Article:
Inhibition of SRC tyrosine kinases suppresses activation of nuclear factor-kappa B, and serine and tyrosine phosphorylation of Ikappa B-alpha in lipopolysaccharide-stimulated RAW 264.7 macrophages.
Kang-JL; Lee-HW; Kim-HJ; Lee-HS; Castranova-V; Lim-CM; Koh-Y
J Toxicol Environ Health, A 2005 Oct; 68(19):1643-1662
Involvement of protein tyrosine kinases (PTK) in lipopolysaccharide (LPS)-induced nuclear factor-kappa B (NF-kappa B) activation has been demonstrated. Studies investigated the role of PTK and the underlying mechanisms by which PTK play a role in LPS induction of pathways leading to NF-kappa B activation in macrophages. Inhibitors of PTK-genistein, herbimycin A, or AG126-blocked LPS-induced NF-kappa B activation. Genistein also blocked pervanadate-induced NF-kappa B activation. Furthermore, Src TK selective inhibitors-damnacanthal or PP1-blocked LPS-induced NF-kappa B activation over a range of nanomolar concentrations. Genistein, damnacanthal, or PP1 blocked the LPS-induced serine phosphorylation, the degradation of I kappa B-alpha and the consequent translocation of the p65 subunit of NF-kappa B to the nucleus. In addition to serine phosphorylation of I kappa B-alpha, LPS-induced NF-kappa B activation also required tyrosine phosphorylation of I kappa B-alpha. These TK inhibitors blocked substantially LPS induction of tyrosine phosphorylation of I kappa B-alpha. Furthermore, cSrc and Lck were physically associated with I kappa B-alpha. These results suggest that the LPS-induced NF-kappa B pathways are dependent on both serine and tyrosine phosphorylation of I kappa B-alpha, and that Src TK, such as cSrc and Lck, are key components of the LPS signaling pathway through at least two different mechanisms associated with NF-kappa B activation.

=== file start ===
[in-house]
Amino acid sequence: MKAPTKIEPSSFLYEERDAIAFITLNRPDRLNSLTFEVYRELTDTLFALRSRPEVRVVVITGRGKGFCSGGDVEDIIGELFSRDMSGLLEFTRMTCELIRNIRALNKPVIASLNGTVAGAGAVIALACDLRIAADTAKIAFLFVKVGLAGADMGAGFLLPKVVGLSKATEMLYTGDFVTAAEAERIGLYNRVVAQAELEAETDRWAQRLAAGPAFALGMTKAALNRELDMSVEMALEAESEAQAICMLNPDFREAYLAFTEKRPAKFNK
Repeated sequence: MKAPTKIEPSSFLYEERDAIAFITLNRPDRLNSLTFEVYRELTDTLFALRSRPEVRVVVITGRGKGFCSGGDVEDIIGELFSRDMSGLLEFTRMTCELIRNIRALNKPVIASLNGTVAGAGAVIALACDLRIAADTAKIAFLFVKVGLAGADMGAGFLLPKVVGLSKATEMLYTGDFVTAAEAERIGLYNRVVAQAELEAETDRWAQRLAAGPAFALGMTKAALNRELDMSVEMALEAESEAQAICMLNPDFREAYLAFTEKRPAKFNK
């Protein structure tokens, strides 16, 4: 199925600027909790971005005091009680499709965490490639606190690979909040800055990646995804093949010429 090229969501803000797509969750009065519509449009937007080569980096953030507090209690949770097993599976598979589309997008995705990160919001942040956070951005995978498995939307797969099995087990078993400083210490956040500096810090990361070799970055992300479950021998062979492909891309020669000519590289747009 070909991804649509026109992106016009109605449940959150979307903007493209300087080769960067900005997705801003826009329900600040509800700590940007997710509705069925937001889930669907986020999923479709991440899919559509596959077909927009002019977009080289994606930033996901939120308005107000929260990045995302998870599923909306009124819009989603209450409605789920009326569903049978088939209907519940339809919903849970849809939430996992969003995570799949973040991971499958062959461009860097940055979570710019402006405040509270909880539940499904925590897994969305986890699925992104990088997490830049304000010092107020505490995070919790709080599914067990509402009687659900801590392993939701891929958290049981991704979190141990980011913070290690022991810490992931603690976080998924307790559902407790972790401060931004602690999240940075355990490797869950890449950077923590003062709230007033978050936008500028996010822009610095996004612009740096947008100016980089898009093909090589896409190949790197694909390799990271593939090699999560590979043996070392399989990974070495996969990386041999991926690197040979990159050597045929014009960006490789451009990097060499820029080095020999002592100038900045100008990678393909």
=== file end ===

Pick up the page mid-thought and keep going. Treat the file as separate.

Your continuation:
Proteins; Lung-disorders; Injuries; Pulmonary-system-disorders; Respiratory-system-disorders
Dr. Jihee Lee Kang, Department of Physiology, College of Medicine, Ewha Womans University, 911-1 Mok-6-dong, Yangcheon-ku, Seoul, 158-056, Korea
Journal of Toxicology and Environmental Health, Part A: Current Issues